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I need an hash algorithm that outputs an alphanumeric string that is max 20 characters long. For "alphanumeric" I mean [a-zA-Z0-9].

Inputs are UUIDs in canonical form (example 550e8400-e29b-41d4-a716-446655440000)

In alternative is there a way to convert a SHA1 or MD5 hash to a string with these limitations?



Doesn't need to be cryptographically secure. Collisions make data inaccurate, but if they happen sporadically I can live with it.


I don't know if truncating MD5 or SHA1 would make collisions happen too often. Now I'm wondering if it's better to truncate to 20 chars a MD5 value or a SHA1 value.

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Do you have any desired properties for these hashes? Should they be cryptographically secure, or just good enough for a hash table? – templatetypedef Jan 28 '11 at 9:02
Can't you just print out the SHA1 or MD5 hash string in hex (or base64) and truncate to 20 chars if needed? – Dustin Boswell Jan 28 '11 at 9:03
What is your goal? Is it such that just taking a 20 character substring of a SHA1 hash would not work? – Jason LeBrun Jan 28 '11 at 9:08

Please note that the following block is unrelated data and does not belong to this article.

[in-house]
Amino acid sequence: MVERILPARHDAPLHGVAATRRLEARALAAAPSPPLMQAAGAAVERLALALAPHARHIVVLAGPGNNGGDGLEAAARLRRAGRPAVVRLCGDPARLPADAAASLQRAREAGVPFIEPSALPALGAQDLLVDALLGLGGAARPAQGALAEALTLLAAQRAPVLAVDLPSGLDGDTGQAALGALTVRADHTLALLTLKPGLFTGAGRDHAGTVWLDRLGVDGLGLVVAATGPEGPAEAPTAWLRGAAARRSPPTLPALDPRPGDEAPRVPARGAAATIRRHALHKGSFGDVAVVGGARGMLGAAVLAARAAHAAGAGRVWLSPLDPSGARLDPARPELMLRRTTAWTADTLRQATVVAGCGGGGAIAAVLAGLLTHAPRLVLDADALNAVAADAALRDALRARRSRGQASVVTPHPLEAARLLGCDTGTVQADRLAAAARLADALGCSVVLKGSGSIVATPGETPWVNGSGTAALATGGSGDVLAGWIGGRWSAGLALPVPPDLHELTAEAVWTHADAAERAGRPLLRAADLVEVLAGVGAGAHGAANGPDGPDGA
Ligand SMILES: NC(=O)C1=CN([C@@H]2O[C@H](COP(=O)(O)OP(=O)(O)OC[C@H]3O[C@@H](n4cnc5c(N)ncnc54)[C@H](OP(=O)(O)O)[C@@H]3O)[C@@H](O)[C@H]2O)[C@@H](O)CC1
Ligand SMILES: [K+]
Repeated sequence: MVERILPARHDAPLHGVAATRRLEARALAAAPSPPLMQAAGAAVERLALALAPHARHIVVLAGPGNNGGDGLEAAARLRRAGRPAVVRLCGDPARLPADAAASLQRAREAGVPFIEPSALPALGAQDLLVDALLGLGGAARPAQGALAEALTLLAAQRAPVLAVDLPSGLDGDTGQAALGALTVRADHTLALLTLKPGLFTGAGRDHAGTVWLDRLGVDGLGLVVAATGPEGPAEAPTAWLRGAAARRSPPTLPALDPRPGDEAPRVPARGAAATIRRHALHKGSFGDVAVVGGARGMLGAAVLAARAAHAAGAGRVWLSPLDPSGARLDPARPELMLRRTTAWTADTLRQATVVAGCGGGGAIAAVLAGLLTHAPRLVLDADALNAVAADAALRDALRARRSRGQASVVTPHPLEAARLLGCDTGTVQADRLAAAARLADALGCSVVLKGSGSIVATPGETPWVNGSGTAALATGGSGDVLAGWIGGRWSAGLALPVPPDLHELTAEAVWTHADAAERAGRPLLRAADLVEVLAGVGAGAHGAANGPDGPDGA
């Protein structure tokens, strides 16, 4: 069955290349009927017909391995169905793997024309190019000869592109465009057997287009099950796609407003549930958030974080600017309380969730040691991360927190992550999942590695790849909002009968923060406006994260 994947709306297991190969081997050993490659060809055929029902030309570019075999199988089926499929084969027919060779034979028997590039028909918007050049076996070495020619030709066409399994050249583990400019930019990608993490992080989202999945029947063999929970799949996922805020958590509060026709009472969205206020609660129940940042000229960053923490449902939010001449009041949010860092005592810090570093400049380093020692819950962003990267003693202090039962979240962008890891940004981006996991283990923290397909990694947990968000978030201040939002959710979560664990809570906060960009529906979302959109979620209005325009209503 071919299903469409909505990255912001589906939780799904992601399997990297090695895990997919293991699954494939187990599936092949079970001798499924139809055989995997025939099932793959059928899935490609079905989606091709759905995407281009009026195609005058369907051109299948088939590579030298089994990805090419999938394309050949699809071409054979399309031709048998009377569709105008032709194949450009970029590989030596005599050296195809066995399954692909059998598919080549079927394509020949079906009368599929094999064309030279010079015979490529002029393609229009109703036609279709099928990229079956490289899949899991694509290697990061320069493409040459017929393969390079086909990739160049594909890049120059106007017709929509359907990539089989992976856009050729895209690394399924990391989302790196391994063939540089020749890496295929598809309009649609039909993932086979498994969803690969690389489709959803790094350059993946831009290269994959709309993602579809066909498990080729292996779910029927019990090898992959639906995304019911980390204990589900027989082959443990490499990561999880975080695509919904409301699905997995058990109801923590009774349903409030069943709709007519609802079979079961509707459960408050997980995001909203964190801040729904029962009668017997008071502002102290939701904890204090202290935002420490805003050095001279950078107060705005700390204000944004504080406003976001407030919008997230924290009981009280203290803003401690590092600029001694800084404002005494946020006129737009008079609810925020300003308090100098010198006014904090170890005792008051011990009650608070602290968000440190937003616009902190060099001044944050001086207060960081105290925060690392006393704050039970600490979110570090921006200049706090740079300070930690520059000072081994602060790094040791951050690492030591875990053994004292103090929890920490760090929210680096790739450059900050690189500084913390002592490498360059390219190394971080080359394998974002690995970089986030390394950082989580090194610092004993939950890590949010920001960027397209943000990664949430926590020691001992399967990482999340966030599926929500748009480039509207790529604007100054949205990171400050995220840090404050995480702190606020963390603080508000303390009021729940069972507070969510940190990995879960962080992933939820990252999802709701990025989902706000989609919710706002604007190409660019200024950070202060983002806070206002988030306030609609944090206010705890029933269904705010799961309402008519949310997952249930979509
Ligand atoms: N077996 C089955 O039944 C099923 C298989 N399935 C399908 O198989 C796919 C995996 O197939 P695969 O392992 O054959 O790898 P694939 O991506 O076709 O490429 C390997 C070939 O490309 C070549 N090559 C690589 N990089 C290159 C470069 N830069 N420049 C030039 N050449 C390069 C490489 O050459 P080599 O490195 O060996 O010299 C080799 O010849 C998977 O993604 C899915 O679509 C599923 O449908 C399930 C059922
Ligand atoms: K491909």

I'll try truncating the SHA1 (or MD5, not decided yet) to 20 chars. I can measure collisions, so I can post the results. – Giacomo Jan 28 '11 at 10:06
up vote 11 down vote accepted

Just clip the characters you don't need from the hash of the GUID. With a good hash function, the unpredictability of any part of the hash is proportional to the part's size. If you want, you can encode it base 32 instead of the standard hex base 16. Bear in mind that this will not significantly improve entropy per character (only by 25%).

For non-cryptographic uses, it does not matter whether you truncate MD5, SHA1 or SHA2. Neither has any glaring deficiencies in entropy.

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Thank you. I tried generating 1 million UUIDs and taking the first 20 characters of the SHA1 hex. Got no collisions. Test script here: – Giacomo Jan 28 '11 at 11:24

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